Thursday, March 31, 2011

Recommended Reading: Townie Andre Dubus III

Townie, the recently released memoir by Andre Dubus III is a must read if you fit any of the following (and a damn good read even if you don't):
  • You are a fan of either Andre Dubus III or of his father, famed short story and novella writer Andre Dubus.  Townie forces you to see both men in a new light and a new context.  Personally, I've long struggled separating my literary heroes as I imagine them via reading their work from the living people they were/are.  I've met a few; the page and the skin don't always match up.  This memoir is a good reminder of that danger and a reminder of the frailty of all humans.  I've long been guilty of nearly worshipping Andre Dubus's stories.  It is good to remember he was a man, but my god those stories.  And a good reminder that his son has written  work every bit as compelling for our time as his father did for his.
  • If you grew up in the 70s.  I have seldom read work that better conveys a 70s childhood--that time that was scary for many of his simply because the world had gone a bit quiet after Vietnam and the tumult of the 60's and we turned inward more than we should have, turned away from the shame of a war we should not have fought, a failed presidency, an uncertain but foreboding Cold War--turned instead within the very real and very sad daily life of dying towns and dying industries and a widening gap between rich and poor.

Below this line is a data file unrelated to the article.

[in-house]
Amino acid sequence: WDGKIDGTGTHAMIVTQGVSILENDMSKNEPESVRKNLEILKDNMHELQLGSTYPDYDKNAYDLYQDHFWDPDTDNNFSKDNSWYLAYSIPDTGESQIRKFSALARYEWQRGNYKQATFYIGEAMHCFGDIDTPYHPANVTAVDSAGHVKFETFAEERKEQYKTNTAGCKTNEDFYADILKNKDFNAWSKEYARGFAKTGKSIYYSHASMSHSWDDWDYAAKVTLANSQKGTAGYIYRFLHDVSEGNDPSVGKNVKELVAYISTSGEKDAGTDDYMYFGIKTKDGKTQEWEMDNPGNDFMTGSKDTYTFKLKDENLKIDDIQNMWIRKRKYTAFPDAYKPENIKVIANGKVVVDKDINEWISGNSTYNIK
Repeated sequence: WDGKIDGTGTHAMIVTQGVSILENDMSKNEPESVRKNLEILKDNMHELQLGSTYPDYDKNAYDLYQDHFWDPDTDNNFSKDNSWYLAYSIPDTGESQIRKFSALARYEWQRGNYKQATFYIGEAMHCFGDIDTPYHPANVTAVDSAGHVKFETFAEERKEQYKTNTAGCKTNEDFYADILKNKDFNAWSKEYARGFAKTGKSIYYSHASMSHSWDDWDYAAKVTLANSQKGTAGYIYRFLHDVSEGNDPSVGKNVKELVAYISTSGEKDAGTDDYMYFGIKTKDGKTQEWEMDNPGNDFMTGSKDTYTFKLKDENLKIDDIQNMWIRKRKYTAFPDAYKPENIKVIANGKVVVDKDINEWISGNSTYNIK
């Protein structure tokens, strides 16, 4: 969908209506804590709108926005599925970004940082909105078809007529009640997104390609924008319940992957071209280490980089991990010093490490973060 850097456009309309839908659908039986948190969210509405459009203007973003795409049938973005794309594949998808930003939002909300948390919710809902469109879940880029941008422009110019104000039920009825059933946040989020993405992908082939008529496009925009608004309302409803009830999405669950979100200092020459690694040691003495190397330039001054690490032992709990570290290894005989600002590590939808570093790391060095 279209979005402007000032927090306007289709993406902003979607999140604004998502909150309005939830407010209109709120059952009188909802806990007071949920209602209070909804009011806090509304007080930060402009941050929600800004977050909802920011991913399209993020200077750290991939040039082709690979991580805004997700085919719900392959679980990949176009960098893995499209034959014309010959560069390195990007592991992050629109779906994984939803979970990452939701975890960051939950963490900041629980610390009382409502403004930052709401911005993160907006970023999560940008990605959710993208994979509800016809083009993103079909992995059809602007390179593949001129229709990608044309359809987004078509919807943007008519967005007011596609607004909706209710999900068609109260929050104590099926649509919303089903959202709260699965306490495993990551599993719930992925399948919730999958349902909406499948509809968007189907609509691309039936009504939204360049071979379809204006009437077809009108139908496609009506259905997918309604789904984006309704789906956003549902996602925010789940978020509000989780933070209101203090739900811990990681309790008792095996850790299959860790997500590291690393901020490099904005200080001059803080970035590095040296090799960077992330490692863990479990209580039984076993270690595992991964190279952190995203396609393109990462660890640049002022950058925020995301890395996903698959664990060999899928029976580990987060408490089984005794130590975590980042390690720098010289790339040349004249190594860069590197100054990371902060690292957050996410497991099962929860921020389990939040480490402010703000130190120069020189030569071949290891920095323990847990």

• You were a boy who were bullied or bullied others.  You would be hard pressed to find a book more capable of focusing on the everyday violence that rises out of this culture or one better at presenting a man who learns to curb his own desire to find power (and to right wrongs) with his fists.
Townie is a book that will stay with you.  Even if you feel you have no connection to the 70s, to either Dubus, to hardscrabble New England towns filled with thugs and drunks and complacent acceptance of failure, the book can touch you and make you think about the culture we have created and our propensity for violence (and maybe its opposite).

1 comment:

  1. The man is a master of words. This book is almost brutal in some places, and the brutality isn't in the violence, but in the knowledge that childhood can be so cruel. Anyone with a past, especially a tumultuous one, will find a piece of their own story in this book. Just beautiful.
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